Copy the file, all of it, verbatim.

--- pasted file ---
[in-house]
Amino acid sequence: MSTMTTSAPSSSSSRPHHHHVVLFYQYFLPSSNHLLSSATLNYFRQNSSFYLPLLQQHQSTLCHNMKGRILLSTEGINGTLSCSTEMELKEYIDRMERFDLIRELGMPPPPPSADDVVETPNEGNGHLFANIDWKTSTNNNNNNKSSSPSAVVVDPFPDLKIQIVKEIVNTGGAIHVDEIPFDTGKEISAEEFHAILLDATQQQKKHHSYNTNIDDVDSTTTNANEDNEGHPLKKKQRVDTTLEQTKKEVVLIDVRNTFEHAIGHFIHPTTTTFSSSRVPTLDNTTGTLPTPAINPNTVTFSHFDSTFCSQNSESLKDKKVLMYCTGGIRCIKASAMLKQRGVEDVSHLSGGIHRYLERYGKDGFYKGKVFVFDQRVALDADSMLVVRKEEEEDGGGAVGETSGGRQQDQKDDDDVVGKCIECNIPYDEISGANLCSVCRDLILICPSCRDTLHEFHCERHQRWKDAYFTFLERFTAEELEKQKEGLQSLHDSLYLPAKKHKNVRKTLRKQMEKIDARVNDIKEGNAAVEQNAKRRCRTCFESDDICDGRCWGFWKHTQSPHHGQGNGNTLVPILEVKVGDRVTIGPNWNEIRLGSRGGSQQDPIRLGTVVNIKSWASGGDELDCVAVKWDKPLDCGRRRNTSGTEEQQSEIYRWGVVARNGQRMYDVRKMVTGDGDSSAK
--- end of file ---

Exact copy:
[in-house]
Amino acid sequence: MSTMTTSAPSSSSSRPHHHHVVLFYQYFLPSSNHLLSSATLNYFRQNSSFYLPLLQQHQSTLCHNMKGRILLSTEGINGTLSCSTEMELKEYIDRMERFDLIRELGMPPPPPSADDVVETPNEGNGHLFANIDWKTSTNNNNNNKSSSPSAVVVDPFPDLKIQIVKEIVNTGGAIHVDEIPFDTGKEISAEEFHAILLDATQQQKKHHSYNTNIDDVDSTTTNANEDNEGHPLKKKQRVDTTLEQTKKEVVLIDVRNTFEHAIGHFIHPTTTTFSSSRVPTLDNTTGTLPTPAINPNTVTFSHFDSTFCSQNSESLKDKKVLMYCTGGIRCIKASAMLKQRGVEDVSHLSGGIHRYLERYGKDGFYKGKVFVFDQRVALDADSMLVVRKEEEEDGGGAVGETSGGRQQDQKDDDDVVGKCIECNIPYDEISGANLCSVCRDLILICPSCRDTLHEFHCERHQRWKDAYFTFLERFTAEELEKQKEGLQSLHDSLYLPAKKHKNVRKTLRKQMEKIDARVNDIKEGNAAVEQNAKRRCRTCFESDDICDGRCWGFWKHTQSPHHGQGNGNTLVPILEVKVGDRVTIGPNWNEIRLGSRGGSQQDPIRLGTVVNIKSWASGGDELDCVAVKWDKPLDCGRRRNTSGTEEQQSEIYRWGVVARNGQRMYDVRKMVTGDGDSSAK